Values are not brutely there—not there independently of our sensibility—any more than colours are: though, as with colours, this does not prevent us from supposing that they are there independently of any apparent experience of them.[3]

Suggestive as this analogy is, philosophical controversy over the status of secondary properties like colour can threaten to obscure what I take to be McDowell’s central point here. This point is that just because an appeal to our responsiveness as human agents to features of the world is required to understand something (colour, ethical value, beauty, danger, etc.) this should not impugn the sense in which we can characterise that thing correctly or incorrectly; the status of our judgements about it are not thereby second-rate. McDowell echoes this point when he goes on to object to the projectivist’s conception of what belongs to reality originally and what has to be projected on to it. This distinction between what the projectivist takes to belong to reality, McDowell claims stems from “a contentiously substantial version of the correspondence theory of truth, with the associated picture of genuinely true judgement as something to which the judger makes no contribution at all.”[4] It is this conception of what true judgement consists in (something specifiable from outside of our own perspective as beings-in-the-world) that McDowell thinks is undermotivated; and it is this idea which provides a way into understanding aspects of his later work which will concern us.[5]

In place of his analogy of reason-giving values with secondary properties, McDowell later comes to articulate his position in dialogue with the post-Kantian philosophical tradition. This leads him to many of his most notable formulations, such as the idea that the conceptual sphere is unbounded. What this might mean, and why anyway would want to maintain it, we will now go on to see. This will provide us with a general conception of what McDowell thinks responsiveness to reasons that are there anyway is which is not limited to ethical or aesthetic reasons. This should allow us to grasp what McDowell takes rational constraint to consist in and thus also how he proposes to understand our freedom as coming to act under such constraint.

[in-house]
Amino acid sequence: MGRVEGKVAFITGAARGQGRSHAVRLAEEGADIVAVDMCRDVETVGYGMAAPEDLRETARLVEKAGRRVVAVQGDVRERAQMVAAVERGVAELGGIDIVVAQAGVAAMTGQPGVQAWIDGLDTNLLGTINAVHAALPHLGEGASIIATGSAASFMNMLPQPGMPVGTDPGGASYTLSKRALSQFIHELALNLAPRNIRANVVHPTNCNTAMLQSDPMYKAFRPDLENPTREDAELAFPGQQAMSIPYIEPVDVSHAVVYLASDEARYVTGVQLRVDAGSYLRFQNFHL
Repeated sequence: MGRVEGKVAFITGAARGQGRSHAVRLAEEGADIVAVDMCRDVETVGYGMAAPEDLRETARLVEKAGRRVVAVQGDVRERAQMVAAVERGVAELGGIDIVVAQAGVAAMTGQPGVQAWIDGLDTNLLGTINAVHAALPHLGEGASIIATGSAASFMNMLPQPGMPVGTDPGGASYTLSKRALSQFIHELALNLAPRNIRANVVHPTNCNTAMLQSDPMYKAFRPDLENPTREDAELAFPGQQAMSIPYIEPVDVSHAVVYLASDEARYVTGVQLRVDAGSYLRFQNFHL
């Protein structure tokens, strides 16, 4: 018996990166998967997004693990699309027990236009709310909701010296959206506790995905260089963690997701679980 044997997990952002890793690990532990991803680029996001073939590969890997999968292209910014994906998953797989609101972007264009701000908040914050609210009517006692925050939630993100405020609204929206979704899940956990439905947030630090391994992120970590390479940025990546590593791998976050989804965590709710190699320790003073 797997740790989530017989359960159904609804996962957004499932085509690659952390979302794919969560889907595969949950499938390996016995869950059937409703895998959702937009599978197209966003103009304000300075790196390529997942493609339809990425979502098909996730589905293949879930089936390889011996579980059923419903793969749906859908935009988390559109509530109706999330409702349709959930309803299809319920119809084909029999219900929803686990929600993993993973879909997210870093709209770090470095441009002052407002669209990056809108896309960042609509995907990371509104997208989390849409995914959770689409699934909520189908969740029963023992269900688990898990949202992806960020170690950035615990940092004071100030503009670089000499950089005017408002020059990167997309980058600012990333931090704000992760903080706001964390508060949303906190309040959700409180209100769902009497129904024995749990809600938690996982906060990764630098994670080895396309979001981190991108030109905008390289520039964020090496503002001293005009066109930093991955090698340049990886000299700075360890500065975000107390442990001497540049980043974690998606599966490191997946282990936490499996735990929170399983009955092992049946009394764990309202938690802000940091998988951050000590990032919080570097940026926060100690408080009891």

McDowell gives a simplified account of Kant’s response to (what he takes to be) Hume’s position.[6] Hume is supposed to have thought that reason is unable to find an intelligible order in the world beyond that which it itself produces in operations that themselves must be understood to take place in a nature devoid of intelligible order. For example, Hume famously denies that reason can justify the judgement that events cause one another rather than have merely been constantly conjoined, since there is no basis for supposing that the second event followed from the first of necessity, which is what the concept of causation implies. Kant rescues concepts like causation from this Humean scepticism (one which McDowell also advances reasons for thinking is incoherent on its own terms) by opposing the disenchanted conception of nature that figures in Hume’s thinking. For him, the world must be taken to have an intelligible order—to stand inside the space of logos or reasons—though this is taken to operate on two levels: transcendental and empirical.[7] Seen from a transcendental perspective, the world is seen to be constituted from a joint cooperation between a meaning-conferring structure of subjectivity and a meaning-lacking ‘in itself’ that exists independently of this structure. McDowell thinks that such a conception of how world possesses an intelligible structure succumbs to a pernicious form of idealism that, through making the world in some sense a product of ourselves, cuts us off from the world as it is in itself rather than connects us to it.